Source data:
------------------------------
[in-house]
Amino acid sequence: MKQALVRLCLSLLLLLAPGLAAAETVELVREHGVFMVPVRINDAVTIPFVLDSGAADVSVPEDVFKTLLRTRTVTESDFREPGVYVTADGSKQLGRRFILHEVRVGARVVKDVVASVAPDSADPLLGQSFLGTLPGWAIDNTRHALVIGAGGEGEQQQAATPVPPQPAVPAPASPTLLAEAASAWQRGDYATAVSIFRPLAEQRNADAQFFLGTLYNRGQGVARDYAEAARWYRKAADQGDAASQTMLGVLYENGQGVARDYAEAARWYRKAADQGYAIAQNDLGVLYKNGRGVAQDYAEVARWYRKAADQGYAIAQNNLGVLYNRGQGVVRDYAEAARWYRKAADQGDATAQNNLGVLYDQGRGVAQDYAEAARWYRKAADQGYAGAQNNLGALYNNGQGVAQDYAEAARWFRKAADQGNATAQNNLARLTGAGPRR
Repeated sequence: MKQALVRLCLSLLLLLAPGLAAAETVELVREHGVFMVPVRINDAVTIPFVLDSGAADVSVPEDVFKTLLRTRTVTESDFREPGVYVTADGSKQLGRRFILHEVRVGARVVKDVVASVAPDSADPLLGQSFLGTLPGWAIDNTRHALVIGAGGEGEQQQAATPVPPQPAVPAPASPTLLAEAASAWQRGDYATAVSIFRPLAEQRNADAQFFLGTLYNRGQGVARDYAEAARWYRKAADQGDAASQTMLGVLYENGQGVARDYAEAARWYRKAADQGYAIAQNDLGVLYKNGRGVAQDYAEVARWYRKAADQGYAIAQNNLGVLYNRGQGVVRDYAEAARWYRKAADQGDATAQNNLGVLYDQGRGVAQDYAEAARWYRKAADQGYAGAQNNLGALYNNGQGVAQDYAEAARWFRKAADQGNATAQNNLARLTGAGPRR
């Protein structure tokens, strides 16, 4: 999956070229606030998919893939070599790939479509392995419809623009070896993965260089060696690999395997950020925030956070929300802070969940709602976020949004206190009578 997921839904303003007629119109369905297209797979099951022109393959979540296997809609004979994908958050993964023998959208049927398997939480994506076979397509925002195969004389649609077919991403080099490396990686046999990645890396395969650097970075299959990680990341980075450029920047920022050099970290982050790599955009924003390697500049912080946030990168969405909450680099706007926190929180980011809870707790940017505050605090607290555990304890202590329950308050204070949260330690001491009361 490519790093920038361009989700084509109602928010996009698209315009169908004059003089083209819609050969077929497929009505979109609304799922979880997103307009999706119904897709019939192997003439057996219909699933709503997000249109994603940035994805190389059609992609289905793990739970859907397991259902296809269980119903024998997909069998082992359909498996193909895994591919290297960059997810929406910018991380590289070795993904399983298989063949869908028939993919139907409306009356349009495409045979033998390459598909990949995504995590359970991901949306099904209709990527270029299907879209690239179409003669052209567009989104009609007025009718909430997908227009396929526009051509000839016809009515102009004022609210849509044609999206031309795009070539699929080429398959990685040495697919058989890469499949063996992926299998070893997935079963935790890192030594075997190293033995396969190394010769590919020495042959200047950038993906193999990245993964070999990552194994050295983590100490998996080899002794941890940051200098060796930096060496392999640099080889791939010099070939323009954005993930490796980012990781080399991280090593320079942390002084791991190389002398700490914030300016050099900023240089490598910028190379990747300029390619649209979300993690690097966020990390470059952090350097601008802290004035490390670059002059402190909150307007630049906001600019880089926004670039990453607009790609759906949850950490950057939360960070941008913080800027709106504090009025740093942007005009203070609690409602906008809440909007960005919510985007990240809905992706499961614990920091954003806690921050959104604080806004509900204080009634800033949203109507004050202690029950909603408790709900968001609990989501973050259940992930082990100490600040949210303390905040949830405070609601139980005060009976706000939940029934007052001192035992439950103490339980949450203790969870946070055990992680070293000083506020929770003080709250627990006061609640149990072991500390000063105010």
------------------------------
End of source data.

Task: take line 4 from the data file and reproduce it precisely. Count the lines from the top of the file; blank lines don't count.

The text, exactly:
């Protein structure tokens, strides 16, 4: 999956070229606030998919893939070599790939479509392995419809623009070896993965260089060696690999395997950020925030956070929300802070969940709602976020949004206190009578 997921839904303003007629119109369905297209797979099951022109393959979540296997809609004979994908958050993964023998959208049927398997939480994506076979397509925002195969004389649609077919991403080099490396990686046999990645890396395969650097970075299959990680990341980075450029920047920022050099970290982050790599955009924003390697500049912080946030990168969405909450680099706007926190929180980011809870707790940017505050605090607290555990304890202590329950308050204070949260330690001491009361 490519790093920038361009989700084509109602928010996009698209315009169908004059003089083209819609050969077929497929009505979109609304799922979880997103307009999706119904897709019939192997003439057996219909699933709503997000249109994603940035994805190389059609992609289905793990739970859907397991259902296809269980119903024998997909069998082992359909498996193909895994591919290297960059997810929406910018991380590289070795993904399983298989063949869908028939993919139907409306009356349009495409045979033998390459598909990949995504995590359970991901949306099904209709990527270029299907879209690239179409003669052209567009989104009609007025009718909430997908227009396929526009051509000839016809009515102009004022609210849509044609999206031309795009070539699929080429398959990685040495697919058989890469499949063996992926299998070893997935079963935790890192030594075997190293033995396969190394010769590919020495042959200047950038993906193999990245993964070999990552194994050295983590100490998996080899002794941890940051200098060796930096060496392999640099080889791939010099070939323009954005993930490796980012990781080399991280090593320079942390002084791991190389002398700490914030300016050099900023240089490598910028190379990747300029390619649209979300993690690097966020990390470059952090350097601008802290004035490390670059002059402190909150307007630049906001600019880089926004670039990453607009790609759906949850950490950057939360960070941008913080800027709106504090009025740093942007005009203070609690409602906008809440909007960005919510985007990240809905992706499961614990920091954003806690921050959104604080806004509900204080009634800033949203109507004050202690029950909603408790709900968001609990989501973050259940992930082990100490600040949210303390905040949830405070609601139980005060009976706000939940029934007052001192035992439950103490339980949450203790969870946070055990992680070293000083506020929770003080709250627990006061609640149990072991500390000063105010």